While it surely would improve parenting for all of us if our society were better structured to support families, most parents don’t have direct control over that. But we do have at least some control over our inner voice, which, with practice, can be less judgmental and more encouraging.

Here, on the occasion of Mother’s Day, I want to offer the whisperings of the inner voice I am working hard to listen to:

May we accept that time is not magical nor elastic and know that what we did today was plenty.

May we give ourselves credit for all we are holding. 

May we aim lower. 

May we be seen in our trying, our ambivalence, our exhaustion and our joy and know that these feelings can all co-exist. 

May we not have to decide what is for dinner again. 

May we respect our bodies for all they are doing. 

May we be the type of person that we needed as a child.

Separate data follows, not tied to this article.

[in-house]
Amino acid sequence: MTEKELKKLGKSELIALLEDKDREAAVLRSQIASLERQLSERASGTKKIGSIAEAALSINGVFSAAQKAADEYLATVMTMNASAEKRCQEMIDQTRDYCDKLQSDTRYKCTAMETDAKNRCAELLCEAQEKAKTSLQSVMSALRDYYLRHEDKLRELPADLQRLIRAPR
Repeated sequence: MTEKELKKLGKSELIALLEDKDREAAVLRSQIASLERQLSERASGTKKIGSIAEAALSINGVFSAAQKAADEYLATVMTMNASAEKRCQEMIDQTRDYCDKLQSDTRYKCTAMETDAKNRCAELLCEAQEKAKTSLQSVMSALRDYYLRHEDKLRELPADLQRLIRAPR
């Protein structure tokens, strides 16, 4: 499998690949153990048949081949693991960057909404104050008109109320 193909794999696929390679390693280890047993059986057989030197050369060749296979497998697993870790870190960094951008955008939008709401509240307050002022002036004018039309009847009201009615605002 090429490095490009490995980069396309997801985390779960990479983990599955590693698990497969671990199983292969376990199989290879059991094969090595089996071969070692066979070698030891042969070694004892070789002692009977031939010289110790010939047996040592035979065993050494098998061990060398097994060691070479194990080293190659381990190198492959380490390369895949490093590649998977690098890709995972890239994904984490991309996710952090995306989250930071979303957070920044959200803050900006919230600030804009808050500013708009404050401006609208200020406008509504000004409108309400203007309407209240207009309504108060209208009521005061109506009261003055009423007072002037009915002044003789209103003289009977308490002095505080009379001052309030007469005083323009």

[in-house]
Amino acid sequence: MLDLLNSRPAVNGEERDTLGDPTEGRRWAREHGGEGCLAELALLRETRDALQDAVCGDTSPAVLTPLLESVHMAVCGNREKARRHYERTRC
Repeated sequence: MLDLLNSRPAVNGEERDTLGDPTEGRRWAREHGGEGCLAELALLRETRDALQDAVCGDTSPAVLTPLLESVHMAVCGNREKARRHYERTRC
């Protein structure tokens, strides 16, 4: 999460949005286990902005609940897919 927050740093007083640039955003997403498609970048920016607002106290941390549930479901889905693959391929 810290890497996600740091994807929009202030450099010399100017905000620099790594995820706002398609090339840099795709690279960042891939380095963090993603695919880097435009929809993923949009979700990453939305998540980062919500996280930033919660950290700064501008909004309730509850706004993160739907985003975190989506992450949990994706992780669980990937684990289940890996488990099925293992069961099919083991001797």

May we seek and accept help not just for our children but for ourselves.

May we be patient with our own evolution as, like our kids, we are always a work in progress. 

May we accept that things will get easier— and then harder and then easier again.

May we work to find ways to self-soothe and feel our feelings beyond reaching for our phones.

May we accept that we are doing our best (and so are our kids). 

May we stay in our lane and know that our experience is valid.

May we know that even when we feel alone, we are in good company. 

May we find our way back to our center and begin again (and again) amidst the whack-a-mole nature of parenting. 

May we remember that it’s not us. This feels hard because it is hard. 

May we have the fortitude of the salmon and the bravery of the mother duck. 

May we take comfort in the fact that mothers throughout generations and around the world are performing the same hard and holy tasks. 

Happy Mother’s Day.

 

Read more from Dr. Sarah Bergman Lewis:

Unmasking anxiety: Resources for families

Caring for your sick child: free online expert Q & A

 

About the Author

Dr. Sarah Bergman Lewis

Reach Dr. Sarah Bergman Lewis at sarah.bergmanlewis@seattleschild.com